America’s eight new astronaut candidates made their first appearance in front of the media today at NASA’s Johnson Space Center in Houston.
“For more than 50 years now…the Johnson Space Center has been the home of America’s spaceflight, and it will be your new home,” NASA Administrator Charles Bolden told the new candidates as he welcomed them.
“They not only have the right stuff…they represent the full tapestry of America,” Bolden said. “These next generation of explorers will be among those who plan and carry out the first human missions to an asteroid or on to Mars. Their journey begins now, and the nation will be right beside them reaching for the stars.”
The astronaut candidates are Josh A. Cassada and Victor J. Glover, both lieutenant commanders in the U.S. Navy; Tyler N. “Nick” Hague, a lieutenant colonel in the U.S. Air Force; Christina M. Hammock; Nicole Aunapu Mann, a major in the U.S. Marine Corps; Anne C. McClain and Andrew R. Morgan, both majors in the U.S. Army; and Jessica U. Meir.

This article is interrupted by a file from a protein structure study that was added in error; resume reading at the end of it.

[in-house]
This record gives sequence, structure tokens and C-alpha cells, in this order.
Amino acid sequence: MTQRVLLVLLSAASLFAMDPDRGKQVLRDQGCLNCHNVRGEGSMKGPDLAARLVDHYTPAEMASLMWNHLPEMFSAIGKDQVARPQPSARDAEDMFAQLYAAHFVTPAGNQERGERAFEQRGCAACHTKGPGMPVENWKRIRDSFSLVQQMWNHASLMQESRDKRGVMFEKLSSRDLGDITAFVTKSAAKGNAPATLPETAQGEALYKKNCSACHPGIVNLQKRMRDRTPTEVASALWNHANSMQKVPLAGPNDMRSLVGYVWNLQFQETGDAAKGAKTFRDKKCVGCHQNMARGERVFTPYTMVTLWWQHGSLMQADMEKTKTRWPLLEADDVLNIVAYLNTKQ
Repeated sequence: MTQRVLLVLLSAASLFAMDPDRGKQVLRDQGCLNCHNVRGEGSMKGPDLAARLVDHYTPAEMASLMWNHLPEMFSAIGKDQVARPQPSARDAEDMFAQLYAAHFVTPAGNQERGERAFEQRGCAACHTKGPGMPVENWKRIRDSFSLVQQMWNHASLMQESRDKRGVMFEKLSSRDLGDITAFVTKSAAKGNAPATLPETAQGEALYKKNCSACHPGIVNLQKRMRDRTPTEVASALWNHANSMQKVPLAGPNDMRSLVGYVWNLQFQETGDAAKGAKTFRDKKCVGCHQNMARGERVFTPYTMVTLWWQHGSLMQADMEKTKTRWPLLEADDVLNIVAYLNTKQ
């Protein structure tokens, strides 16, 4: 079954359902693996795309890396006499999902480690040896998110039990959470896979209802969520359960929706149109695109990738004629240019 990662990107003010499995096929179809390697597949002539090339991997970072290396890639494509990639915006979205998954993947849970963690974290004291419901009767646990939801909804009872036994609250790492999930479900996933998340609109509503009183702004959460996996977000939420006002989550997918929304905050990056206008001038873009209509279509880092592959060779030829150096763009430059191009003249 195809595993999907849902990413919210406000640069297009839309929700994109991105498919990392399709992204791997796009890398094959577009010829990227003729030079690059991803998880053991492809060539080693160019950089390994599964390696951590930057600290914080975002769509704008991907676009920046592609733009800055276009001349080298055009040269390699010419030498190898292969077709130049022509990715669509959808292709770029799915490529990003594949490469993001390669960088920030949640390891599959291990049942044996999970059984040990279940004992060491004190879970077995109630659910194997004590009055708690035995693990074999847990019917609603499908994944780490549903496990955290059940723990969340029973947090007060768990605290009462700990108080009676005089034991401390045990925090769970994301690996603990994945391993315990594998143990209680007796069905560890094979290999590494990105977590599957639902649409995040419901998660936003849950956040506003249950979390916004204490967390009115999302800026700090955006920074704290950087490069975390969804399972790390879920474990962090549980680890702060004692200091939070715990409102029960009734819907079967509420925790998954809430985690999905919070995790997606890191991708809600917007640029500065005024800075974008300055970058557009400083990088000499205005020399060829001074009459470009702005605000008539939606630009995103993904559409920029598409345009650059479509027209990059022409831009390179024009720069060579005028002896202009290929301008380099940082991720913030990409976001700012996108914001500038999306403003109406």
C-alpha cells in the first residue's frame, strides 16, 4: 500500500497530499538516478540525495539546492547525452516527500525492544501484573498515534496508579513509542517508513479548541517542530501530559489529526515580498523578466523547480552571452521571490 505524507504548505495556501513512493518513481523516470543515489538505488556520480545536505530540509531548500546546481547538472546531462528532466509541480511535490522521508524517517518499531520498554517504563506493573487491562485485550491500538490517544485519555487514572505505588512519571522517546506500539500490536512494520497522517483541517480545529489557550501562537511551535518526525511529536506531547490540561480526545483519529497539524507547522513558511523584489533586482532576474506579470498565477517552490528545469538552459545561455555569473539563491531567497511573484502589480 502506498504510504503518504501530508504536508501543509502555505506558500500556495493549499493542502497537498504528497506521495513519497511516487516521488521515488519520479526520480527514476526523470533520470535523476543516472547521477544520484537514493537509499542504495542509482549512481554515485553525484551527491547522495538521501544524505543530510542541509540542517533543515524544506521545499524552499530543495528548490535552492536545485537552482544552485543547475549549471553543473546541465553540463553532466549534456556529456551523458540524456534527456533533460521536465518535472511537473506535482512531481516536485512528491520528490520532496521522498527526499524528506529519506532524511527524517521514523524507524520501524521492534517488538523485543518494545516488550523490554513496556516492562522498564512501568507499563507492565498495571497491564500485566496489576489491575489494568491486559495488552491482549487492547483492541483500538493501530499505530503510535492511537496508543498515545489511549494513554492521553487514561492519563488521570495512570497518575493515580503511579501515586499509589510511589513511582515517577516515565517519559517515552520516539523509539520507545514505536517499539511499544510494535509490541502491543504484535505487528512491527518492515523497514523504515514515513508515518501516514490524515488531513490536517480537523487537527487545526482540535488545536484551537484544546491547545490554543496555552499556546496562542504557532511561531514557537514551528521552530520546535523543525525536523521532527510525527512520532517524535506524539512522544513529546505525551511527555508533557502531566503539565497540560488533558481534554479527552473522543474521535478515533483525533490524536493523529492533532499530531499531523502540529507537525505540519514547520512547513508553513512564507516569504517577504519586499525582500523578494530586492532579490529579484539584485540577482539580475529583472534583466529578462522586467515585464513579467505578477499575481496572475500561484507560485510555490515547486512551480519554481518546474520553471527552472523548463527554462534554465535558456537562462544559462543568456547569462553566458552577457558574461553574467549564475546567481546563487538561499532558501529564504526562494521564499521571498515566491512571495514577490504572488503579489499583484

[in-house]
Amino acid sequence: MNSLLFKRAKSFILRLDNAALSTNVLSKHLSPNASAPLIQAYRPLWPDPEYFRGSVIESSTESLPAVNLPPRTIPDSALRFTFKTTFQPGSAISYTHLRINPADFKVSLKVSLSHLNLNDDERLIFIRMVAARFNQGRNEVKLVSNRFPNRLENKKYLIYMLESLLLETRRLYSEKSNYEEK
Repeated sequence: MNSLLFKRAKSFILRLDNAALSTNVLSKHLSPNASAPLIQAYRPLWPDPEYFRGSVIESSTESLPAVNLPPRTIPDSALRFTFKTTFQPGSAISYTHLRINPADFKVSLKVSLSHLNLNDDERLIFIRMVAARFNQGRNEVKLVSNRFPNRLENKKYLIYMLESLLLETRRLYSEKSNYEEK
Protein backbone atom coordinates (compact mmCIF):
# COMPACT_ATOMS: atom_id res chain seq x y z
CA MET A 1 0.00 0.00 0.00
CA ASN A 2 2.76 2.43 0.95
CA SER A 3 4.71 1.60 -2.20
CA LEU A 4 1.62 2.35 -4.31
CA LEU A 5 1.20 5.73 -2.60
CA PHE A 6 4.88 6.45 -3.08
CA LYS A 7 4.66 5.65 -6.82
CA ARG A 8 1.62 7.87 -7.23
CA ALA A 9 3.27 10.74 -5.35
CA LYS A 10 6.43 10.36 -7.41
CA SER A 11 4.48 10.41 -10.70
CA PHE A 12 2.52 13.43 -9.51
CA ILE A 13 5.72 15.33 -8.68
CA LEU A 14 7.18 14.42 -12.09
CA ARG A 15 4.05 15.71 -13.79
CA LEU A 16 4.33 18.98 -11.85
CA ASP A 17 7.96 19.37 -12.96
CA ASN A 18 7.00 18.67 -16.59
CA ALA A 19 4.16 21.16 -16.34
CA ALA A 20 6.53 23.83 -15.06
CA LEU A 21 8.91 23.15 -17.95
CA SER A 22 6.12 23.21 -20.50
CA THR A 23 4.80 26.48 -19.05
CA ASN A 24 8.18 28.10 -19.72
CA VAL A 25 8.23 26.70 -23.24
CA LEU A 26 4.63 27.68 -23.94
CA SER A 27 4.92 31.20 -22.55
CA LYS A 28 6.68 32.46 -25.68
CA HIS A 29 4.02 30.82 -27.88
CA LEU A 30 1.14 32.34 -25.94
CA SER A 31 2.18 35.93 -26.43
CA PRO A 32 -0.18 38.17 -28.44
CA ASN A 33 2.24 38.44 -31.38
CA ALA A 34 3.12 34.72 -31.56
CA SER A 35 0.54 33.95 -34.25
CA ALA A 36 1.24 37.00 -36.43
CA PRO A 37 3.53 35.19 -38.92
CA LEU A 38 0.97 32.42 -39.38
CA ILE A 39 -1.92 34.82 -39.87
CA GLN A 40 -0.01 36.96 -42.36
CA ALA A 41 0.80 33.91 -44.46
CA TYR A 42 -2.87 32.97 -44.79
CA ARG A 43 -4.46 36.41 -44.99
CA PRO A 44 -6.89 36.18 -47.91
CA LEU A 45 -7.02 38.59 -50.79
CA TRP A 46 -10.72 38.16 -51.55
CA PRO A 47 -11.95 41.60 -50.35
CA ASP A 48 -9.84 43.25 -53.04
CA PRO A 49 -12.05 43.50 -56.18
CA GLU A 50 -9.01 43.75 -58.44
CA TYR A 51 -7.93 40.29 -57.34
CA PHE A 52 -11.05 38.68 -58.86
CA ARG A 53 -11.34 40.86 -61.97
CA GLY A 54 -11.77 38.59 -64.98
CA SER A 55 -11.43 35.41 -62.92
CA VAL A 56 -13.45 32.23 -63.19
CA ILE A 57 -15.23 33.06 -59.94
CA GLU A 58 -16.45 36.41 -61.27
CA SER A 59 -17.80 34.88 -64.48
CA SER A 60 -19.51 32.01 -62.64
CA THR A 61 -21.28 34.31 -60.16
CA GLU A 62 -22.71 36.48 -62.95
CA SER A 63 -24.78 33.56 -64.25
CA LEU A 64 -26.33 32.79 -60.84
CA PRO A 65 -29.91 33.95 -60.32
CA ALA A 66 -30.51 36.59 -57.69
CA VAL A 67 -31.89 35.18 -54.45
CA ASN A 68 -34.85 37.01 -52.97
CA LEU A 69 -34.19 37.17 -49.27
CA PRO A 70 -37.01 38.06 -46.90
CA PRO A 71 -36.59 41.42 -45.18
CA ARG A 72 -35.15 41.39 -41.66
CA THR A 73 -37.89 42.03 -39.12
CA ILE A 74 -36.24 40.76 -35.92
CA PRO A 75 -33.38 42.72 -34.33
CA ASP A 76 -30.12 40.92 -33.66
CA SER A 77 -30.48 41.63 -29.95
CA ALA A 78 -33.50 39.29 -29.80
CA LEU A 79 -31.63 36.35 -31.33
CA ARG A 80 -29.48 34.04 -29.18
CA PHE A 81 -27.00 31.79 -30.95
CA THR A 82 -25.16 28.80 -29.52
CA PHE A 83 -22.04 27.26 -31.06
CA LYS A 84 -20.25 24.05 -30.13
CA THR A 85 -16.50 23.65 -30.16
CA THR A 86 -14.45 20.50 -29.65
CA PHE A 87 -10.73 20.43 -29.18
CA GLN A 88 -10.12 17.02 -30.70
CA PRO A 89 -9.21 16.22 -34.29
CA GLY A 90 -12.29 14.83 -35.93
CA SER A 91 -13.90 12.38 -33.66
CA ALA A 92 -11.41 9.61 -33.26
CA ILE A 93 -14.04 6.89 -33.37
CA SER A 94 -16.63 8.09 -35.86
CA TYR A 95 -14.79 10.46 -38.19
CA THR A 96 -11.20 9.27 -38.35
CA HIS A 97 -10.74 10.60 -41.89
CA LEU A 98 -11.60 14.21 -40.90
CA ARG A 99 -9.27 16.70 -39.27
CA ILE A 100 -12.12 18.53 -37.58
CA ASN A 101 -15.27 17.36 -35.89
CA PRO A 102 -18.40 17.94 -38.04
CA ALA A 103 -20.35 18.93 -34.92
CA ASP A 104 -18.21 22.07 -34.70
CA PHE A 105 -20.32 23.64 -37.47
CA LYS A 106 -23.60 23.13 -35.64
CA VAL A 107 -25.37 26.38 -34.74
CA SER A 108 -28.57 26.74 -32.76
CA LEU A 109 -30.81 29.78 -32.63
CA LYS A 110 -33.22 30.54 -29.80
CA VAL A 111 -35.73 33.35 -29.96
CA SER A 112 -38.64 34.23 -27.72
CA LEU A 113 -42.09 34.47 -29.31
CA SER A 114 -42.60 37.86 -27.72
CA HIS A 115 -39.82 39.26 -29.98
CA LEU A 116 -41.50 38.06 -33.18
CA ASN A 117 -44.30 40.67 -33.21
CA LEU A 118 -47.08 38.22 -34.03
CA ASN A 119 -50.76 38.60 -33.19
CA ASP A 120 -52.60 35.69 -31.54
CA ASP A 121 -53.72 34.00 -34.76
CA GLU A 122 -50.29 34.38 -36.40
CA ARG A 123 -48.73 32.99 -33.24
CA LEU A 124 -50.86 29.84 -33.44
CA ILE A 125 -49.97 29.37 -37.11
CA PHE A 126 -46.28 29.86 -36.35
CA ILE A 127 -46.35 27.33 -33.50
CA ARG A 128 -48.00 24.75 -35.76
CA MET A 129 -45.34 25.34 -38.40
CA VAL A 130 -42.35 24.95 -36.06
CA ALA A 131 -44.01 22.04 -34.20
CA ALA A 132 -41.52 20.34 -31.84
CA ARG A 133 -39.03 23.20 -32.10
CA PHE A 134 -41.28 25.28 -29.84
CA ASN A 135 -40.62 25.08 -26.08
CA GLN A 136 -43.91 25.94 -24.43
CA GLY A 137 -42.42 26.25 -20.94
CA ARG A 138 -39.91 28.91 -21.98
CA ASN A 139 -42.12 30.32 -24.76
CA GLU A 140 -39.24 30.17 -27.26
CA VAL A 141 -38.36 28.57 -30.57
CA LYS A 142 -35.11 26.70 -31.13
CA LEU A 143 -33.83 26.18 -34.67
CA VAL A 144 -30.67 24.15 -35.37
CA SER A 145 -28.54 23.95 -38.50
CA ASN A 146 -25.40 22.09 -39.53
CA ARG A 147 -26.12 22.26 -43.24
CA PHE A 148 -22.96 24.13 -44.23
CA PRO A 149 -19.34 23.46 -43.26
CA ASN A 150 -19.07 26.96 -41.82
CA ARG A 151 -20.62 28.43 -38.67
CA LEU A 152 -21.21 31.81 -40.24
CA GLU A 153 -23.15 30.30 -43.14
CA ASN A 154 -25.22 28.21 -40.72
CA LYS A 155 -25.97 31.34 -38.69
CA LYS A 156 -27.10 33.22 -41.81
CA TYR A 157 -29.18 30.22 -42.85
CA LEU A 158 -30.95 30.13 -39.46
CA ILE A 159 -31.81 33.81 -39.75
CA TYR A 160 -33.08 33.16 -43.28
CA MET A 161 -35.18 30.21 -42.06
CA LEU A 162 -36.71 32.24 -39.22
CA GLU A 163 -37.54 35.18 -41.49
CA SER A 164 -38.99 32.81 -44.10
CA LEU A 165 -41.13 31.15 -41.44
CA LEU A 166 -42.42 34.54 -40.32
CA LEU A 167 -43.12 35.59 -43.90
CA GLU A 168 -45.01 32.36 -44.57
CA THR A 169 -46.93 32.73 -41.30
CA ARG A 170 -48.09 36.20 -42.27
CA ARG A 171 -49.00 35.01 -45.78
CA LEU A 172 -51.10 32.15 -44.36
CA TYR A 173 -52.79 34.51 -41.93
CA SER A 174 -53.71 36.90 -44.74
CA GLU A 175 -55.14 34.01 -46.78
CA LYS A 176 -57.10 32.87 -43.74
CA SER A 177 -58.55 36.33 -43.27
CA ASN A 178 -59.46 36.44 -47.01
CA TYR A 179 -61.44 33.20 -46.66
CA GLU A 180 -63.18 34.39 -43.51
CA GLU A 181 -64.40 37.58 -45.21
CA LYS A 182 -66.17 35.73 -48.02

They were selected from more than 6,100 applicants through a rigorous process. The first call for applications went out almost a year and a half ago, and NASA selected the top 120 candidates and brought them to the Johnson Space Center for interviews and evaluations. The selection board chose the top 49 candidates from that pool and conducted even more tests and evaluations. From that group, the eight were selected.
But that was just the beginning. Their training, which will last for two years, has already started in Houston. The candidates will focus on a variety of technical training activities to prepare for missions that will help the agency push the boundaries of exploration and travel to new destinations in the solar system. Many of them are still in the process of moving their families to their new hometown.